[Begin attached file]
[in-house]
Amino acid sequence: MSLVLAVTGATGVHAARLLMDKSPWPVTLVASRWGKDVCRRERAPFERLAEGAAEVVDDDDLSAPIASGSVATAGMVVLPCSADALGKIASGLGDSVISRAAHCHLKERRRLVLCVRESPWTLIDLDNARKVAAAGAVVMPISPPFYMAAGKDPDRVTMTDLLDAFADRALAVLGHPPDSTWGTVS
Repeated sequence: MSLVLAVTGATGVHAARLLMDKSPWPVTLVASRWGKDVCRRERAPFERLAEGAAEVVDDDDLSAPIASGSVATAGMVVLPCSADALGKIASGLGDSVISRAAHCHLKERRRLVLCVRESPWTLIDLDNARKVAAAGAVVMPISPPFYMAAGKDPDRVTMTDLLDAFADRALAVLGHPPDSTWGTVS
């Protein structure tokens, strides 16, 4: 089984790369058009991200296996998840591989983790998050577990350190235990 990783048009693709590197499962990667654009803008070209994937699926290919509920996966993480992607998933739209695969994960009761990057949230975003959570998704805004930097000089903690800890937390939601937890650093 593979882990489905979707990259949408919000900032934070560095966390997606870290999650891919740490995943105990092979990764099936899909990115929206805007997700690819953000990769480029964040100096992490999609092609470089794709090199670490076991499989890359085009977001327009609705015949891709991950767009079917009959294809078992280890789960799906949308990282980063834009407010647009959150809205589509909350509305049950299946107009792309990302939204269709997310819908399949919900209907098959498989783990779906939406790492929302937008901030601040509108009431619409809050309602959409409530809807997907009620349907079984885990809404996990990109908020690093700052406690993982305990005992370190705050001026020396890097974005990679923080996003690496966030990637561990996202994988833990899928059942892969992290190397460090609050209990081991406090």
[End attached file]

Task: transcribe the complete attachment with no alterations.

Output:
[in-house]
Amino acid sequence: MSLVLAVTGATGVHAARLLMDKSPWPVTLVASRWGKDVCRRERAPFERLAEGAAEVVDDDDLSAPIASGSVATAGMVVLPCSADALGKIASGLGDSVISRAAHCHLKERRRLVLCVRESPWTLIDLDNARKVAAAGAVVMPISPPFYMAAGKDPDRVTMTDLLDAFADRALAVLGHPPDSTWGTVS
Repeated sequence: MSLVLAVTGATGVHAARLLMDKSPWPVTLVASRWGKDVCRRERAPFERLAEGAAEVVDDDDLSAPIASGSVATAGMVVLPCSADALGKIASGLGDSVISRAAHCHLKERRRLVLCVRESPWTLIDLDNARKVAAAGAVVMPISPPFYMAAGKDPDRVTMTDLLDAFADRALAVLGHPPDSTWGTVS
């Protein structure tokens, strides 16, 4: 089984790369058009991200296996998840591989983790998050577990350190235990 990783048009693709590197499962990667654009803008070209994937699926290919509920996966993480992607998933739209695969994960009761990057949230975003959570998704805004930097000089903690800890937390939601937890650093 593979882990489905979707990259949408919000900032934070560095966390997606870290999650891919740490995943105990092979990764099936899909990115929206805007997700690819953000990769480029964040100096992490999609092609470089794709090199670490076991499989890359085009977001327009609705015949891709991950767009079917009959294809078992280890789960799906949308990282980063834009407010647009959150809205589509909350509305049950299946107009792309990302939204269709997310819908399949919900209907098959498989783990779906939406790492929302937008901030601040509108009431619409809050309602959409409530809807997907009620349907079984885990809404996990990109908020690093700052406690993982305990005992370190705050001026020396890097974005990679923080996003690496966030990637561990996202994988833990899928059942892969992290190397460090609050209990081991406090």